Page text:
Read: Another one that was highly recommended by everyone. (Amy Einhorn Books, 464 pages, originally published February 2009)
Rating: 9 out of 10 (finished 11/21/10)
Synopsis (from Publisher’s Weekly): What perfect timing for this optimistic, uplifting debut novel (and maiden publication of Amy Einhorn’s new imprint) set during the nascent civil rights movement in Jackson, Miss., where black women were trusted to raise white children but not to polish the household silver. Eugenia Skeeter Phelan is just home from college in 1962, and, anxious to become a writer, is advised to hone her chops by writing about what disturbs you. The budding social activist begins to collect the stories of the black women on whom the country club sets relies and mistrusts enlisting the help of Aibileen, a maid who’s raised 17 children, and Aibileen’s best friend Minny, who’s found herself unemployed more than a few times after mouthing off to her white employers. The book Skeeter puts together based on their stories is scathing and shocking, bringing pride and hope to the black community, while giving Skeeter the courage to break down her personal boundaries and pursue her dreams.
Overall Impression: Hi. My name is Cori, and I might be the last book blogger on the planet to read The Help.
This was a beautiful book. It was an especially beautiful audio book. I appreciated the three readers’ ability to nail Stockett’s dialect — the characters were really brought to life because of their narration. The Help has both a interesting plot and beautiful characters. I’ve heard some criticism of the black women being the Mammy sort of character from Gone with the Wind, but I think that is an oversimplification. Both Aibileen and Minny (the two black maids) have their own motivations and strengths and weaknesses. They also have very real fears, which I thought Stockett brought out very successfully. Skeeter, the white woman in the story, was portrayed very well as she worked through her own prejudices. The relationships between the characters are wonderful as well, as each works through what is “supposed” to happen vs. what is actually happening. Stockett’s writing is very evocative, and she created beautiful (but not overdone) descriptions of people and places and things. Quite a lovely and uplifting novel — highly recommended. I can’t believe this is the first novel — it feels like Stockett’s been writing novels forever.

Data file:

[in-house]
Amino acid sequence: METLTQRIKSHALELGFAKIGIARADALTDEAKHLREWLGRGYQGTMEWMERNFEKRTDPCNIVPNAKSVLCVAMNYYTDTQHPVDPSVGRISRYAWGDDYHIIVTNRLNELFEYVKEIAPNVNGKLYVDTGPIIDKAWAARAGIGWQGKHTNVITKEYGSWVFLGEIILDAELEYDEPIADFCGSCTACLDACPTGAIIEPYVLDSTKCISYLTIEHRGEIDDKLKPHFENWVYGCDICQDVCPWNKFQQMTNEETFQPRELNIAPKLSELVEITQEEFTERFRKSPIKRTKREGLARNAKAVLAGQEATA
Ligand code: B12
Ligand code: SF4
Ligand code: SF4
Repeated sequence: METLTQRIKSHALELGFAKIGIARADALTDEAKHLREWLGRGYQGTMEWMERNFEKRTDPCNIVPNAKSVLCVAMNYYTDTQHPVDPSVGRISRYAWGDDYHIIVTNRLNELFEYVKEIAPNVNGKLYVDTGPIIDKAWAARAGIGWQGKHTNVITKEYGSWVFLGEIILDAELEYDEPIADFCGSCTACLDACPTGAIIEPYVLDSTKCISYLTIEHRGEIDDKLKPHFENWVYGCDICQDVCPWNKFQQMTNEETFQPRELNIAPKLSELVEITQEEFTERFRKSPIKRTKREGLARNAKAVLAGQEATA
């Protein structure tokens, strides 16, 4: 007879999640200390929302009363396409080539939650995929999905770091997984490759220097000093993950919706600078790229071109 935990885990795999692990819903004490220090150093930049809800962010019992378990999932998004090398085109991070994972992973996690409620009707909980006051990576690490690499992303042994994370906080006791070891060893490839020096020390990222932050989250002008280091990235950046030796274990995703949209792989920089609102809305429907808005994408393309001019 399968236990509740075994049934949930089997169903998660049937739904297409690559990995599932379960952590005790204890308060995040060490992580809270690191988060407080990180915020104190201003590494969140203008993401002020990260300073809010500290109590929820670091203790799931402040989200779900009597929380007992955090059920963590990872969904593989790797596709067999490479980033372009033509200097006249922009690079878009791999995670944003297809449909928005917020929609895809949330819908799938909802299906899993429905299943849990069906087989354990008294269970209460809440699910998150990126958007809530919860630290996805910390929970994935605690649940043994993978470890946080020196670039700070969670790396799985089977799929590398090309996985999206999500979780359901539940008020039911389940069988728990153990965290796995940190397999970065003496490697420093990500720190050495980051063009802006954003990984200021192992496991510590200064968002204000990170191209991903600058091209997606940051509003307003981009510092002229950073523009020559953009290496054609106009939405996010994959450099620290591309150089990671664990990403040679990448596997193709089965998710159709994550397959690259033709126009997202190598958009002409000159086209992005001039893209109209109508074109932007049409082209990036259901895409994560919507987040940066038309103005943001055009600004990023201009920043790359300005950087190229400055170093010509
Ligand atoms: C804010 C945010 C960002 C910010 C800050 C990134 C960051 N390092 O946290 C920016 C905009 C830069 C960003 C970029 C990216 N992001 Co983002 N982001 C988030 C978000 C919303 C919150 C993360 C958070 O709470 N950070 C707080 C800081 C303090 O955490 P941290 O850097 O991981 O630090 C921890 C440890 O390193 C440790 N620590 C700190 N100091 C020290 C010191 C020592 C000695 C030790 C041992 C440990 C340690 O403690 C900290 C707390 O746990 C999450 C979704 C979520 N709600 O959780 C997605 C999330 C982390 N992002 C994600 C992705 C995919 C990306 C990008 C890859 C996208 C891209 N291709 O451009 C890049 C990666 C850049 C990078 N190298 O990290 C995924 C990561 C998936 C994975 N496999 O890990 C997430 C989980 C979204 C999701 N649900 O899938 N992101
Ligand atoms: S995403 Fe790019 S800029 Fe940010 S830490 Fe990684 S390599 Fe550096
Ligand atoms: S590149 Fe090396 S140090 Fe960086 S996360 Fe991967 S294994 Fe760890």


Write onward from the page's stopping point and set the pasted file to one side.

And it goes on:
Pros: Characters, plot, setting, dialogue…all were really well done.
Cons: There was one chapter in the middle that was written in the third person and narrated by a different audio book reader. This particular chapter, while it furthered the plot, felt inconsistent with the rest of the book.
Other blogger opinions:
My Books, My Life: “Stockett does a wonderful job capturing the voice of each narrator – Skeeter’s restlessness, Aibileen’s sadness, Minny’s tenacity – and capturing what their lives are like.”
An Adventure in Reading: “It was a high interest, easy read, with well developed characters and a plot that flew along, perfect for a late night.”
Bookishly Fabulous: “Stockett is one of the rare authors who have a strong ear for dialect.”
Books, the Universe, and Everything: ”I expected the ending to be sadder than it was, but that’s not a criticism.”
Word Lily: “Filled with triumphs and moments of deep sadness, The Help is ultimately a hope-filled story.”
Other books I’ve ready by Kathryn Stockett: none (another debut novel)